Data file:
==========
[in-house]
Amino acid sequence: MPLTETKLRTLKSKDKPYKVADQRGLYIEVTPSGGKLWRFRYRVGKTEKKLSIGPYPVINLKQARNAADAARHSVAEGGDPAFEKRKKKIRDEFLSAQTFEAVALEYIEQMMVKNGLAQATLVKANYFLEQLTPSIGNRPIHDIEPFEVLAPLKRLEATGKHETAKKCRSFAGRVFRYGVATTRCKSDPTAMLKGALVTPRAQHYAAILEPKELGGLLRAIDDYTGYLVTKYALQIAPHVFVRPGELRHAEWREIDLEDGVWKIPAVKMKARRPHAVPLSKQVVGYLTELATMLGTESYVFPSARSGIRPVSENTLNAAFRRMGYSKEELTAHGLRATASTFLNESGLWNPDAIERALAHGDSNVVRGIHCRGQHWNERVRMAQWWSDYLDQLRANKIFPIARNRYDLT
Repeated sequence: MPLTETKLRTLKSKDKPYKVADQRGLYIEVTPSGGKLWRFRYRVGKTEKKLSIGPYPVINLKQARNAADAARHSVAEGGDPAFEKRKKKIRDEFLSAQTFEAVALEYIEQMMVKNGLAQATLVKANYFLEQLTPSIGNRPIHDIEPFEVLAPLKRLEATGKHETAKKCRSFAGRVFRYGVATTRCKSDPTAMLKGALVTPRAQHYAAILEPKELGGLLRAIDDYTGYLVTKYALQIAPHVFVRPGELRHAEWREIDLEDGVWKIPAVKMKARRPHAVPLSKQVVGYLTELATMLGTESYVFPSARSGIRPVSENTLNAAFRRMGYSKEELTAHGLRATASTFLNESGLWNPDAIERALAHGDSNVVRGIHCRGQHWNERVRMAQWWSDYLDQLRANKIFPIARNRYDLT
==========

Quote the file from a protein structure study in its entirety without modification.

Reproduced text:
[in-house]
Amino acid sequence: MPLTETKLRTLKSKDKPYKVADQRGLYIEVTPSGGKLWRFRYRVGKTEKKLSIGPYPVINLKQARNAADAARHSVAEGGDPAFEKRKKKIRDEFLSAQTFEAVALEYIEQMMVKNGLAQATLVKANYFLEQLTPSIGNRPIHDIEPFEVLAPLKRLEATGKHETAKKCRSFAGRVFRYGVATTRCKSDPTAMLKGALVTPRAQHYAAILEPKELGGLLRAIDDYTGYLVTKYALQIAPHVFVRPGELRHAEWREIDLEDGVWKIPAVKMKARRPHAVPLSKQVVGYLTELATMLGTESYVFPSARSGIRPVSENTLNAAFRRMGYSKEELTAHGLRATASTFLNESGLWNPDAIERALAHGDSNVVRGIHCRGQHWNERVRMAQWWSDYLDQLRANKIFPIARNRYDLT
Repeated sequence: MPLTETKLRTLKSKDKPYKVADQRGLYIEVTPSGGKLWRFRYRVGKTEKKLSIGPYPVINLKQARNAADAARHSVAEGGDPAFEKRKKKIRDEFLSAQTFEAVALEYIEQMMVKNGLAQATLVKANYFLEQLTPSIGNRPIHDIEPFEVLAPLKRLEATGKHETAKKCRSFAGRVFRYGVATTRCKSDPTAMLKGALVTPRAQHYAAILEPKELGGLLRAIDDYTGYLVTKYALQIAPHVFVRPGELRHAEWREIDLEDGVWKIPAVKMKARRPHAVPLSKQVVGYLTELATMLGTESYVFPSARSGIRPVSENTLNAAFRRMGYSKEELTAHGLRATASTFLNESGLWNPDAIERALAHGDSNVVRGIHCRGQHWNERVRMAQWWSDYLDQLRANKIFPIARNRYDLT